D.C. plans to replace its largest shelter for homeless families, D.C. General, with several smaller shelters, but there are still plenty of questions about what that means.
For instance, should the District invest in apartment-style housing for homeless families or are private rooms with shared bathrooms adequate? It was a point of tension during a D.C. Council hearing Tuesday.
"College students share bathrooms in their dorms many times and they pay a lot for college tuition when you look at it that way," said one Council member, Yvette Alexander (D-Ward 7).
She explained that line of thinking: "If I can get two more families off the street versus a private bathroom, I think I'm going to choose to get two more families off the street."
Judith Sandalow heads Children's Law Center, a nonprofit group that advocates for D.C. children, pushed back against that argument.
"Those of those making the decision probably have not lived in a homeless shelter, I certainly haven't," she said.
The Council should be sensitive to what homeless families go through, she said.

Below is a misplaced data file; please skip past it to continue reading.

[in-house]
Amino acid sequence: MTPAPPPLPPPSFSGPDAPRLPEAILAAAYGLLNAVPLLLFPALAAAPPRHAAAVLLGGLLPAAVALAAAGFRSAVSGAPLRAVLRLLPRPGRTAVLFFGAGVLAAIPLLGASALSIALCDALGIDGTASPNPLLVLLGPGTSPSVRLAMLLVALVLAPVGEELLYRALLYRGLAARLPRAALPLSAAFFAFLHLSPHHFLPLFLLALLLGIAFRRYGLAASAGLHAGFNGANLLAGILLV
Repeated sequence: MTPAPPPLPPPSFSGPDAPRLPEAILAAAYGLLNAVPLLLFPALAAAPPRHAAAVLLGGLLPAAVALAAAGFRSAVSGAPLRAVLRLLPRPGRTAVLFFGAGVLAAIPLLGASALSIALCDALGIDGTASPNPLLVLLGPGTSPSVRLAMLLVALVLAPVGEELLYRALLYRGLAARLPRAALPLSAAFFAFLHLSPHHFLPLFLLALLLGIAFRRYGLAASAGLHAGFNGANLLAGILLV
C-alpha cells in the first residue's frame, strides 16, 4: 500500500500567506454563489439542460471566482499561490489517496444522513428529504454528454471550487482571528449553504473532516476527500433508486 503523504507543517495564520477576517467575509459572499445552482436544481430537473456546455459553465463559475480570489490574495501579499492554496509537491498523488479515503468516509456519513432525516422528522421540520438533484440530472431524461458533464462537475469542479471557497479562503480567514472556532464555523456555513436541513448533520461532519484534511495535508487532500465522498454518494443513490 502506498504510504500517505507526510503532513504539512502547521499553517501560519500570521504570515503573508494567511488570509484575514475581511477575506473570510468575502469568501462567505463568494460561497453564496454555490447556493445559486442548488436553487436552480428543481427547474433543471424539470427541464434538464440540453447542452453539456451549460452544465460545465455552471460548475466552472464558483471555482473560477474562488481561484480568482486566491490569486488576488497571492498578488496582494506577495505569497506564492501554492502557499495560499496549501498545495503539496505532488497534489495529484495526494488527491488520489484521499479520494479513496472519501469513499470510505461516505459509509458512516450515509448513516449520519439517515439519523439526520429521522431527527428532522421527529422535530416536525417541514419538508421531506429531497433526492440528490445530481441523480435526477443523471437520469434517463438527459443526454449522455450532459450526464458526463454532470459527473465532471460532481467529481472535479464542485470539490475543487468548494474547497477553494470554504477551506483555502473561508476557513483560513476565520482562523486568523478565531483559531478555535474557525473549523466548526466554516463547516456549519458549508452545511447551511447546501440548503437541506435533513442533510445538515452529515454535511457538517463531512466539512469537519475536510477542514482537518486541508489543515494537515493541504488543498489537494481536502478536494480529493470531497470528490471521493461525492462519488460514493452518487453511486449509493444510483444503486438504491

"It's not like a college dorm, it's not like summer camp," Sandalow said. "We have families and children who have experienced a great deal of trauma."
Nassim Moshiree, an attorney with the Washington Legal Clinic for the Homeless, read comments from homeless families:
- "Shared bathrooms pose a safety issue. You have to go to with your child into the bathroom each time and they're not cleaned often enough."
- "Shared bathrooms aren't safe for kids, they should feel safe to go to the bathroom by themselves."
- "My son wouldn't even be potty-trained when he was there because he was scared of the bathrooms."
Mayor Muriel Bowser has said she wants to end homelessness in the District by 2020. D.C. General holds as many as 1,000 people.
Advocates argue that if Bowser is serious about that goal, the city should invest in shelters that could be converted into apartments once everyone is off the street.
But the mayor's administration says there will always be need for some shelter, because ending homeless means making it rare, brief and nonrecurring.